The 1969 Yenko Chevrolet Camaro 427 was the delicious conversion of muscle car need and a factory's desire to please.
To Ford fans, Carroll Shelby is the high-priest of performance. Chevy loyalists revere a Canonsburg, Pennsylvania, car dealer named Don Yenko. Yenko had a deserved reputation for driving, building, and selling dominating Chevrolets, starting in '65 with well-crafted super Corvairs. He advanced to installing 427-cid Corvette V-8s in '67 and '68 Camaros, performing 118 of the transplants. These $4,200 ponys ran in the low 13s right off his shop floor.
Other Chevy retailers, notably Nickey in Chicago, Dana in California, and Baldwin-Motion in New York, undertook similar transplants. But Yenko Sports Cars Inc. had dealer outlets for its cars in 19 states, and that earned clout with Chevrolet. Dealer conversions were complicated, however, and came with only a limited engine warranty.
So at Yenko's urging, Chevy agreed to factory-build a batch of 1969 Camaros with 427 engines, and to provide full 5-year/50,000-mile warranties. This was done under the Central Office Production Order system, which had previously been used to satisfy special requests from non-performance fleet buyers.
How many COPO Camaros were built isn't known; Yenko ordered 201, but other dealers could order them as well, and 500 or more were produced. All were basically the same: They had the iron-block and head, solid-lifter L72 427, which Chevy pegged at 425 bhp but which Yenko rated a more-realistic 450; Hurst four-speed manual or dual-gate automatic; heavy-duty 4.10:1 Posi; cowl-induction hood; heavy-duty Z28 suspension with F70xl4 tires; and other go-fast goodies. The package added about $800 to a base coupe, including $490 for the engine.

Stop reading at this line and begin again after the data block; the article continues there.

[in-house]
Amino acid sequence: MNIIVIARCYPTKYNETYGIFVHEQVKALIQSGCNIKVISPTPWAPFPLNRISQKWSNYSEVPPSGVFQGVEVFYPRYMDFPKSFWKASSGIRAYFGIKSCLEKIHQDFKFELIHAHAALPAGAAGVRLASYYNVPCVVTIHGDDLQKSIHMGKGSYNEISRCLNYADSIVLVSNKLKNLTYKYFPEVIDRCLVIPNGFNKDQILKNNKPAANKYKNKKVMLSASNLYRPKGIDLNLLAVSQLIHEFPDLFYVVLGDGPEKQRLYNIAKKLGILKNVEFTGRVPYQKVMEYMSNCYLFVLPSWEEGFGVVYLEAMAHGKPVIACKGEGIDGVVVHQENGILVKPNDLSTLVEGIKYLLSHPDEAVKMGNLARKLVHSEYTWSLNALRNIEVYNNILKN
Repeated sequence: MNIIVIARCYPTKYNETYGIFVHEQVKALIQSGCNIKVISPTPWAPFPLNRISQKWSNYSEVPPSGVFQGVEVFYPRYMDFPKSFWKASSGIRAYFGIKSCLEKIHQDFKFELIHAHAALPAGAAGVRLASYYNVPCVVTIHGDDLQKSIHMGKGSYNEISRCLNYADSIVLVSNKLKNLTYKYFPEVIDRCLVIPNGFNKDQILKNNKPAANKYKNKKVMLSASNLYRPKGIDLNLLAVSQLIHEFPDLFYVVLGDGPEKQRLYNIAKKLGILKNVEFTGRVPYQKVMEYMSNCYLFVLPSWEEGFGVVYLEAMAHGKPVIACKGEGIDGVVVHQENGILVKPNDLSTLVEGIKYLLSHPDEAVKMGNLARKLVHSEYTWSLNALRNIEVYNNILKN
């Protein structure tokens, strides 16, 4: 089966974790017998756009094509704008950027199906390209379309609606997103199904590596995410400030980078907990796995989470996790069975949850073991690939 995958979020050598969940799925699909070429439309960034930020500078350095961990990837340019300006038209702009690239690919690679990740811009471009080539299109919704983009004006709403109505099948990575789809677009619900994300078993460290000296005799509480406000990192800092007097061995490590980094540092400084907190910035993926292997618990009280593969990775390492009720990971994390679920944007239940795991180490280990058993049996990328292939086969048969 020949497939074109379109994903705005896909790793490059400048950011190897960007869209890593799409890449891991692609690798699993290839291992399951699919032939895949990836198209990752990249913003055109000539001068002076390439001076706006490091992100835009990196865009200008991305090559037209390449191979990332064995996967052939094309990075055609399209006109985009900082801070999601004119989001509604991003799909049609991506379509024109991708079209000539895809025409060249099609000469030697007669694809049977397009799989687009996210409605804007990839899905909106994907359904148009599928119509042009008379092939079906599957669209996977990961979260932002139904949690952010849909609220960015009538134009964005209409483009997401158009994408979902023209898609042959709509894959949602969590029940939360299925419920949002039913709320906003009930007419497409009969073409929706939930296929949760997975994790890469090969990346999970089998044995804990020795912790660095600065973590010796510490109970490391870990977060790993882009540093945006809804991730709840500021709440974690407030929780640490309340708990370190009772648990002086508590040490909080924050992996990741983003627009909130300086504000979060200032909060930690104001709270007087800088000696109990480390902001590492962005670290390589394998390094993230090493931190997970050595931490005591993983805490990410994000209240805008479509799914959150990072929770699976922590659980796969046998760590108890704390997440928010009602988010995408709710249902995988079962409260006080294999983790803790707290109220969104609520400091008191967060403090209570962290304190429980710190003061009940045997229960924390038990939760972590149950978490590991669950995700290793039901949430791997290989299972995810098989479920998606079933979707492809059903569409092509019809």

Chevy delivered the standard COPO Camaros with dog-dish hubcaps and no exterior badging; not even the engine was identified as a 427. Yenko ordered his with 15-inch rally wheels, bigger front roll bar, and 140 mph-speedometer, then dressed them with "sYc" (Yenko Super Car) insignia and striping, and made available mags, gauges, headers, and other items that could push the price past $4,600. As delivered, Yenko Camaros turned effortless mid-13s. Most were fitted with headers and slicks, even for street work, and in this form recorded 11.94-secomd ETs at 114 mph.
Return to Classic Muscle Cars Library.
For more cool information on muscle cars, check out:
- Chevy muscle cars beat at the heart of big-cube high performance. See profiles, photos, and specifications of Chevy muscle cars.
- Muscle cars came in many shapes and sizes. Here are features on more than 100 muscle cars, including photos and specifications for each model.
- Muscle cars created their own culture. To learn about it, read How Muscle Cars Work.
Check out these profiles of muscle cars, which include photos and specifications for each model:
- Cougar pulled out of Mustang's shadow with the striped and spoilered 1969 Mercury Cougar Eliminator.
- Beep, beep! Make way for one of the baddest muscle cars of all time, the 1970 Plymouth Road Runner Hemi.
- The 1970 Pontiac Firebird Trans Am combined sports-car handling and muscle car power.
- An all-aluminum, race-proven V-8 defined the rare and wicked 1969 Chevrolet Camaro ZL1.
For related car information, see these articles:
- The engine is what gives a muscle car its flamboyant personality. To learn everything you need to know about car engines, see How Car Engines Work.
- Muscle cars wouldn't have much muscle without horsepower -- but what exactly is horsepower? How Horsepower Works answers that question.
- NASCAR race cars embody the muscle car philosophy of power. Read How NASCAR Race Cars Work to find out what makes these charged-up racers go.